Glossary of terms

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Allowable Charge – This is the dollar amount typically considered payment-in-full by an insurance company. The Allowable Charge is typically a discounted rate rather than the actual charge. For example: You visit your doctor for the flu. The total charge for the visit is $100. If the doctor is a member of your health insurance company’s network of providers, he or she may be required to accept $80 as payment in full for the visit – this is the Allowable Charge. Your health insurance company will pay all or a portion of the remaining $80, minus any copayment or deductible that you may owe. The remaining $20 is considered provider write-off. But, if the doctor you visit is not a network provider then you may be held responsible for everything that your health insurance company will not pay, up to the full charge of $100.

Benefit period – The annual cycle in which a health insurance plan operates. At the beginning of your benefit year, the health insurance company may alter plan benefits and update rates. Some benefit years follow the calendar year, renewing in January, whereas others may renew in late summer or fall.

Bi-weekly contributions – This is the amount deducted per pay period for your benefits.

Coinsurance – An amount you may be required to pay as your share of the cost for services after you pay any deductibles. Coinsurance is usually a percentage (for example, 20 percent).

Copayment – A set amount you may be required to pay as your share of the cost for a medical service or supply, like a doctor’s visit, hospital outpatient visit, or prescription drug.

Declination of Healthcare Coverage/Opt Out Program – Benefit-eligible employees may choose to opt-out of medical insurance coverage during Open Enrollment by meeting with a Benefits Counselor. Employees must provide a completed Declination of Healthcare Coverage Affidavit. Outside of the Open Enrollment period, employees must provide proof of other group employer coverage or proof of government-funded coverage in order to opt out of medical insurance (i.e, for a mid-year Change In Status election). Employees remain eligible for all other benefits.

Deductible – The amount you must pay for healthcare before your insurance begins to pay.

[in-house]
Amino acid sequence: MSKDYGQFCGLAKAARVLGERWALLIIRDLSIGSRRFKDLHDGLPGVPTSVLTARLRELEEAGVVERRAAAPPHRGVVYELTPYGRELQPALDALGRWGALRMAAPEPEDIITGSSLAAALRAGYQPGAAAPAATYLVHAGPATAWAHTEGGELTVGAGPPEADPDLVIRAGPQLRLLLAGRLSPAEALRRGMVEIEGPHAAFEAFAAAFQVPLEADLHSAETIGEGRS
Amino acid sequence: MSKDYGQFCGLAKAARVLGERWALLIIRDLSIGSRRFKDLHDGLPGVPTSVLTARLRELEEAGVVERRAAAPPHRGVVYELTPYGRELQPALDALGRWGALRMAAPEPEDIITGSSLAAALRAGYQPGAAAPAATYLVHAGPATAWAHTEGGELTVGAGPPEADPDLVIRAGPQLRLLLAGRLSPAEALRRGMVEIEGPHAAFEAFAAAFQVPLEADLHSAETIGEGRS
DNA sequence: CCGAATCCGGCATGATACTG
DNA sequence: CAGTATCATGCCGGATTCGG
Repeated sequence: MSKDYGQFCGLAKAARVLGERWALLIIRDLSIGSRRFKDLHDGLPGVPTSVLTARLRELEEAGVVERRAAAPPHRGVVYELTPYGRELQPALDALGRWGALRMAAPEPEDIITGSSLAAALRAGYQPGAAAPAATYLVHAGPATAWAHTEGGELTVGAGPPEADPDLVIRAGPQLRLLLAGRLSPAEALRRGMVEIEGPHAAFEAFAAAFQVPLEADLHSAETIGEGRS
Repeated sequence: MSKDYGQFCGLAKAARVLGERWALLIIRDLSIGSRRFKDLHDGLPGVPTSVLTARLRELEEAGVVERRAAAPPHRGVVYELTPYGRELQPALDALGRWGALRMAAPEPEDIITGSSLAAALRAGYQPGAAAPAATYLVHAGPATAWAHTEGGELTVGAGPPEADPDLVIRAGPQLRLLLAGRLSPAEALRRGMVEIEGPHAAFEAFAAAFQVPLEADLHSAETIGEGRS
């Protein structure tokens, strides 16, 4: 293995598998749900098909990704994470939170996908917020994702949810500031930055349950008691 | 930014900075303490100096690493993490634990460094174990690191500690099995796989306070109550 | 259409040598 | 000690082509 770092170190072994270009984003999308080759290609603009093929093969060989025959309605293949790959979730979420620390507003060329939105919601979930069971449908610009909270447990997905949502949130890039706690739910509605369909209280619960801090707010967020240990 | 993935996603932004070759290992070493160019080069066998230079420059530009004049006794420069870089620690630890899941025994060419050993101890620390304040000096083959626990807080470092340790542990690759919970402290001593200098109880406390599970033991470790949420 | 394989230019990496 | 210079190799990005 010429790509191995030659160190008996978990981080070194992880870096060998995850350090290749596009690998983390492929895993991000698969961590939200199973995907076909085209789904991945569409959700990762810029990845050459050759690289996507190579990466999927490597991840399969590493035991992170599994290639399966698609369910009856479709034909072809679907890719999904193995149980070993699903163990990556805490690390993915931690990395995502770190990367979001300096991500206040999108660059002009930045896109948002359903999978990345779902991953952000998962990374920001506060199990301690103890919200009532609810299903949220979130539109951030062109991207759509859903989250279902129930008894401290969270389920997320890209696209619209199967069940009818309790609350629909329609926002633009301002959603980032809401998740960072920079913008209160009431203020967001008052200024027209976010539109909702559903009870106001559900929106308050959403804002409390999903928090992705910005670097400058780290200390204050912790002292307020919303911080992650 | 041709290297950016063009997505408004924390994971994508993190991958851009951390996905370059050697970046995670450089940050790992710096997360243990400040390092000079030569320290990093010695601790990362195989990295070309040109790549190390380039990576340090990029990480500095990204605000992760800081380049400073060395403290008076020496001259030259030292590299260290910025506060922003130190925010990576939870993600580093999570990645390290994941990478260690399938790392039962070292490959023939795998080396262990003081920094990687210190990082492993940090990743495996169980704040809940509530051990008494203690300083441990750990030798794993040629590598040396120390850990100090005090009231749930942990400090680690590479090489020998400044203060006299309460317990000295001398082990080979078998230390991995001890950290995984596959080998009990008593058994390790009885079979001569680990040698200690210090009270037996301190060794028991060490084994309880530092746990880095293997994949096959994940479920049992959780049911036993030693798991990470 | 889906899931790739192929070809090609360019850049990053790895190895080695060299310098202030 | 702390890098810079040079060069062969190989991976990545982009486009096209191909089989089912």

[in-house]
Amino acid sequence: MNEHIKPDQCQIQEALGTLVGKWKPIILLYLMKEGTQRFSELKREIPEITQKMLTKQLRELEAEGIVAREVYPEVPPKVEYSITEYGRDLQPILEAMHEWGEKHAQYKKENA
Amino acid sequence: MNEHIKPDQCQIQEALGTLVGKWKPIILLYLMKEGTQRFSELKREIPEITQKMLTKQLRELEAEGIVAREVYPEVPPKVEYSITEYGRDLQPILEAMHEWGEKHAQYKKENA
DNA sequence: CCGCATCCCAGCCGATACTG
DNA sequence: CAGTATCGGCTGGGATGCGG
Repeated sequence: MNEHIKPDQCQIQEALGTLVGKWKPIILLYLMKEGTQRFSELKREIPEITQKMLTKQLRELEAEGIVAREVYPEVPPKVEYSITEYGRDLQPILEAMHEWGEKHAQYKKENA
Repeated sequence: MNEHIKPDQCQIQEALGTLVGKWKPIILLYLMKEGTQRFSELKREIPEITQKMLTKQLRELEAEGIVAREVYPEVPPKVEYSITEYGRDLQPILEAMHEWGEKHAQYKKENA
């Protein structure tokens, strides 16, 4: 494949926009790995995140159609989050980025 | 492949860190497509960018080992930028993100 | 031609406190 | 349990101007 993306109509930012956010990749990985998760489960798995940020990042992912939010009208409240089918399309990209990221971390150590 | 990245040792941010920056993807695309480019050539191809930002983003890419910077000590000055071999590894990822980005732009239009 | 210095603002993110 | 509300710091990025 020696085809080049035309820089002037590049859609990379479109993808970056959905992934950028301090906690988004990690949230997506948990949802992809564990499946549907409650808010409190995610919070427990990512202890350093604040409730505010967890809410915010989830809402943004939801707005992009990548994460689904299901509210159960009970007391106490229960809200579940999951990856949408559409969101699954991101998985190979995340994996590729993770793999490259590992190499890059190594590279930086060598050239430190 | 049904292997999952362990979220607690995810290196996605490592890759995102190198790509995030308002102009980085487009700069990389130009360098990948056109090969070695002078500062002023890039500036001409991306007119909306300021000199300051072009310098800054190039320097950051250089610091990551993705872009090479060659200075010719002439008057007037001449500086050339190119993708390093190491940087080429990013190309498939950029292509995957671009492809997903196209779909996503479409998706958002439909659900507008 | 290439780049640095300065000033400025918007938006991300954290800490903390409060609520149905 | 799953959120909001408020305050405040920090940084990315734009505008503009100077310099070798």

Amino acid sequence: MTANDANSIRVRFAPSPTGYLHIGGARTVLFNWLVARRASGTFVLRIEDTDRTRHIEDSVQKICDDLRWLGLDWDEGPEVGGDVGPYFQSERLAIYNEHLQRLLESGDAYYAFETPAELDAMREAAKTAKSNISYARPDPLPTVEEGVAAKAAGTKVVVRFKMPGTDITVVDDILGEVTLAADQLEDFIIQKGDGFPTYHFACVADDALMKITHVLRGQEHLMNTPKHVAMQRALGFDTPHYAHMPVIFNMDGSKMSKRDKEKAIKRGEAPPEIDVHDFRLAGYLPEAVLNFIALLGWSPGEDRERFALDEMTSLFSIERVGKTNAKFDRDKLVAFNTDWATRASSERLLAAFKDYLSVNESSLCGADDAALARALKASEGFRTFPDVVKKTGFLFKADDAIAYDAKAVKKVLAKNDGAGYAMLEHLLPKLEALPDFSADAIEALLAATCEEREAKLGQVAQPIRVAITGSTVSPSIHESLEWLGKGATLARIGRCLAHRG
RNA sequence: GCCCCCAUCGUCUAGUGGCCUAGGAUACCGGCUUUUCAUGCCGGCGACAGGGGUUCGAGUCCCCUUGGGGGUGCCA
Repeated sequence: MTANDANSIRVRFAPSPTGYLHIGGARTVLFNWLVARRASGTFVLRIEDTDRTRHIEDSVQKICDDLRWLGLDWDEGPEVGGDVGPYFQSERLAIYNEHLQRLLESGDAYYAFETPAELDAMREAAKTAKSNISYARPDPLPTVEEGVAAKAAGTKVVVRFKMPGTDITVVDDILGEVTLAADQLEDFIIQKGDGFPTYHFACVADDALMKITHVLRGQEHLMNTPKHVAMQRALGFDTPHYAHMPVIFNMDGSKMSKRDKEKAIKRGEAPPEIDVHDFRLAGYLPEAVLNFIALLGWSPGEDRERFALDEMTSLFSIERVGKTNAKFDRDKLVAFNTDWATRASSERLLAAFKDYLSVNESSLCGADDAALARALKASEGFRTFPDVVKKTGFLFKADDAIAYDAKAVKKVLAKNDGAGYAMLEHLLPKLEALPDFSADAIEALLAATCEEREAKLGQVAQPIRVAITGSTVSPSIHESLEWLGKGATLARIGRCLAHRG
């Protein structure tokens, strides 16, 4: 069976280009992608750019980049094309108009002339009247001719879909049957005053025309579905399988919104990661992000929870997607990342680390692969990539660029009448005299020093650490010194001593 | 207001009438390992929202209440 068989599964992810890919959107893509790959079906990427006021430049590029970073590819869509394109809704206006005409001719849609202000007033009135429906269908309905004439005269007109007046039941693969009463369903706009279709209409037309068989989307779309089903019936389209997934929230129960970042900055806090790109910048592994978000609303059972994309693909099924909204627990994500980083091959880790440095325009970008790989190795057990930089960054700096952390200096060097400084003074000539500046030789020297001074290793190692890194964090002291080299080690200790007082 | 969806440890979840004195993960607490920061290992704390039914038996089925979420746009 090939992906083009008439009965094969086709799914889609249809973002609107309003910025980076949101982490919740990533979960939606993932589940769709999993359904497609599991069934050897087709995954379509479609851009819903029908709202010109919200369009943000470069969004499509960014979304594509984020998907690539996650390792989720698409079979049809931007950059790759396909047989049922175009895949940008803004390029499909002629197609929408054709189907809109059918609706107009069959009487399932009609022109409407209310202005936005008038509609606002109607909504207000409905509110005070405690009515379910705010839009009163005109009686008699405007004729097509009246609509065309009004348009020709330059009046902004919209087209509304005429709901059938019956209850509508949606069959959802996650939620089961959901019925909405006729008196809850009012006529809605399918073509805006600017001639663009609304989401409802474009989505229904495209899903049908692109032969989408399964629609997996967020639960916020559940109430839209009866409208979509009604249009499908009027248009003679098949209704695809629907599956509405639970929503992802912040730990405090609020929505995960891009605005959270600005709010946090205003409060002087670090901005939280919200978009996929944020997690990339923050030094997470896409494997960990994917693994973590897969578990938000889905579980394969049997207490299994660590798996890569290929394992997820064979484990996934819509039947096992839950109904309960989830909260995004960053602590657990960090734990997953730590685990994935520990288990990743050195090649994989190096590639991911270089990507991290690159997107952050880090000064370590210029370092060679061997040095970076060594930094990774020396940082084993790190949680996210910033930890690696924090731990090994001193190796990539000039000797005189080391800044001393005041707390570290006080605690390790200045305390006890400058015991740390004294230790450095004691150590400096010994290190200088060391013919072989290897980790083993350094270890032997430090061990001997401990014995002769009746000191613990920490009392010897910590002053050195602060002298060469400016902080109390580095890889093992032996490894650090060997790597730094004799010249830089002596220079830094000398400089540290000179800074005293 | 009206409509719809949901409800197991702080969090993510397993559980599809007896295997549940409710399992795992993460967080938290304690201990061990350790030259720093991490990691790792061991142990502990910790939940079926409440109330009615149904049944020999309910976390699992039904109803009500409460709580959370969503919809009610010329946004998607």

Flex Dollars – Employees receive $250 per year in “Flex Dollars” from DCPS to help pay for their benefits. This is funded bi-weekly in accordance with the payroll deduction schedule. Any left over Flex Dollars not used to offset pretax benefits will be added to your payroll check.

Formulary – A list of prescription drugs covered by a prescription drug plan or another insurance plan offering prescription drug benefits.

Generic drug – A prescription drug that has the same active-ingredient formula as a brand-name drug. Generic drugs usually cost less than brand-name drugs.

Health Flexible Spending Account – This benefit lets you use pretax dollars to pay for eligible healthcare expenses for you, your spouse, and your eligible dependents. Money is set aside from your paycheck before taxes are taken out. Money remaining in the account cannot be returned or carried forward to the next year.

Health Savings Account – A type of savings account that allows you to set aside money on a pretax basis to pay for qualified medical expenses. A Health Savings Account can be used only if you have a High Deductible Health Plan (HDHP). HSA funds roll over year to year if you don’t spend them and may earn interest.

High Deductible Health Plan – A type of health insurance plan that, compared to traditional health insurance plans, requires greater out-of-pocket spending, although premiums may be lower.

In-network – Doctors, hospitals, pharmacies, and other healthcare carriers that have agreed to provide members of a certain insurance plan a discounted price if they use an in-network carrier.

Network – The facilities, carriers, and suppliers your health insurer or plan has contracted with to provide healthcare services.

Non-Formulary – Prescription drugs not covered by a prescription drug plan or another insurance plan offering prescription drug benefits.

Out-of-network – Healthcare rendered to a patient outside of the health insurance company’s network of preferred providers. In many cases, the health insurance company will not pay for these services or pay only a portion.

Out-of-pocket costs – Health or prescription drug costs that aren’t covered by insurance and must be paid for by the employee.

Out-of-Pocket Maximum – This is the most you’ll have to pay during a policy period for healthcare services. Once you’ve reached your out-of-pocket maximum, your plan begins to pay 100 percent of the allowed amount for covered services.